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Flu and RSV Infections Mix With COVID-19 Cases to Overcrowd Hospitals in Montgomery County

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Even though COVID-19 hasn’t spread much in Montgomery County, Maryland yet, health officials say that the combination of RSV, the flu, and the coronavirus is causing more people to go to the hospital or the emergency room.

The president of Holy Cross Health Acute Care for Maryland, Dr. Louis Damiano, said that about 500 people are admitted to hospitals in Silver Spring and Germantown every month because they have upper respiratory tract infections.

Damiano said that most of them had to do with COVID-19 in July and August. “That has changed in the last few months. Now, about half of the upper respiratory tract infections we see in Silver Spring and Germantown are either RSV or the flu.

During Montgomery County Executive Marc Elrich’s weekly press conference, Damiano stated, “We’re not at the point right now in the ‘tripledemic,’ where we have to go into full-blown surge plan as we did during the earlier portion of the COVID pandemic and during the omicron pandemic, but we’re ready” to do so as they monitor the patients being seen.

Dr. James Bridgers, the deputy health officer for Montgomery County, said that they are in touch with Dr. Patricia Kapunan, the medical officer for Montgomery County Public Schools, to talk about how RSV is affecting the schools in Montgomery County.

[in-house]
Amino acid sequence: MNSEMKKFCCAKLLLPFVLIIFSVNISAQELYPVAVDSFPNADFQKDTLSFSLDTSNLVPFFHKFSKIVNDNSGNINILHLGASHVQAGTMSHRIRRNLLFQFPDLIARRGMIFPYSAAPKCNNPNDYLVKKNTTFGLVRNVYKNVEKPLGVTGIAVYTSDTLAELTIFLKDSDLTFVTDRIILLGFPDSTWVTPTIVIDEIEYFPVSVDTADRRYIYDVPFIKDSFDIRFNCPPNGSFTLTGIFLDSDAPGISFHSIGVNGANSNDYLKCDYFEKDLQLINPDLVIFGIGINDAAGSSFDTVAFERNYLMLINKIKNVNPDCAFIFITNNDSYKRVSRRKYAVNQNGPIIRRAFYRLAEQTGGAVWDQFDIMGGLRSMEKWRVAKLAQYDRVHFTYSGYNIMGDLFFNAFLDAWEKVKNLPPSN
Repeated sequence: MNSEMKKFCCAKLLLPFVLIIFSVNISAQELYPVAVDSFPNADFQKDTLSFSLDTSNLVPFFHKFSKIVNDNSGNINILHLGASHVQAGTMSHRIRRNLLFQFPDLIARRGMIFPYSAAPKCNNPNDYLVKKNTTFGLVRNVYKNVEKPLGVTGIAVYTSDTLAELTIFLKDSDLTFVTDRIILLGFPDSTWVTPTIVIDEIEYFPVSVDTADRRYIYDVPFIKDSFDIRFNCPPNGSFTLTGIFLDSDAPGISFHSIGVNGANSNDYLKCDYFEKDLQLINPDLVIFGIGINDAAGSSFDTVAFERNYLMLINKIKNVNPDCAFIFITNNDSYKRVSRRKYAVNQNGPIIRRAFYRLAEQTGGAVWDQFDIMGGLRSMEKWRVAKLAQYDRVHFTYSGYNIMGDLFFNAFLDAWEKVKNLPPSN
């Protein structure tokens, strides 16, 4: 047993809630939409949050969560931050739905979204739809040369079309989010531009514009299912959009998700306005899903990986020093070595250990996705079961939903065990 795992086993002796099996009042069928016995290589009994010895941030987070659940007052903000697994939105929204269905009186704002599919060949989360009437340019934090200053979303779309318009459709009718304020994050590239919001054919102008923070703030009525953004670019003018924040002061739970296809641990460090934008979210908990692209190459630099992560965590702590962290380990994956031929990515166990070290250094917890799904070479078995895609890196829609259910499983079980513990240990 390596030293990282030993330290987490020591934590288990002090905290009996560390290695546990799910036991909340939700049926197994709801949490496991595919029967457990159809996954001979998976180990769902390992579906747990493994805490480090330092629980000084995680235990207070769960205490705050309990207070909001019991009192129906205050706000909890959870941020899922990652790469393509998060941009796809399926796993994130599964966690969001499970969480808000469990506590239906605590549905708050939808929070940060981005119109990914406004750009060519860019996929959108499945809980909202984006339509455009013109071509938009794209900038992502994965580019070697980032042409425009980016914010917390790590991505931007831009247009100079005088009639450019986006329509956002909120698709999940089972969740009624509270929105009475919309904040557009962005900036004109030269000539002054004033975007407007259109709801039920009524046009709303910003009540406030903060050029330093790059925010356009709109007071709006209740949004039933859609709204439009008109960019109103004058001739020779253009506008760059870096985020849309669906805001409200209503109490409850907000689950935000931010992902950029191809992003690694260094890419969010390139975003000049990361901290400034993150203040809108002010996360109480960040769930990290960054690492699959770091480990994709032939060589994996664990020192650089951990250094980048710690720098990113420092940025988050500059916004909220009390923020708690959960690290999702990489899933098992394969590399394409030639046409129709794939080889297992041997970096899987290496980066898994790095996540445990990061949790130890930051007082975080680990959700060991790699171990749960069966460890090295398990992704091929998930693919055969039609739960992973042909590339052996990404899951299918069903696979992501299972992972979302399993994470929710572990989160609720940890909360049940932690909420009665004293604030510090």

We haven’t seen any big changes in school attendance because of RSV. Bridgers said, “We are still keeping an eye out for any outbreaks.” On what people can do to stop the spread of the three viruses, Damiano said that all three can be spread through the air, and RSV and flu can also be spread through direct contact.

Damiano said, “Wash your hands and use common sense when you go out into larger groups of people.” Damiano said to wipe down surfaces to help with RSV and the flu. In all three cases, he said that sick people should stay home.

Sean O’Donnell, who works for the county’s Department of Health and Human Services as the Public Health Emergency Preparedness Manager, said that about 31% of the county’s people have gotten their flu shots. “Everyone older than six months should get that flu shot unless their doctor tells them not to,” O’Donnell said.

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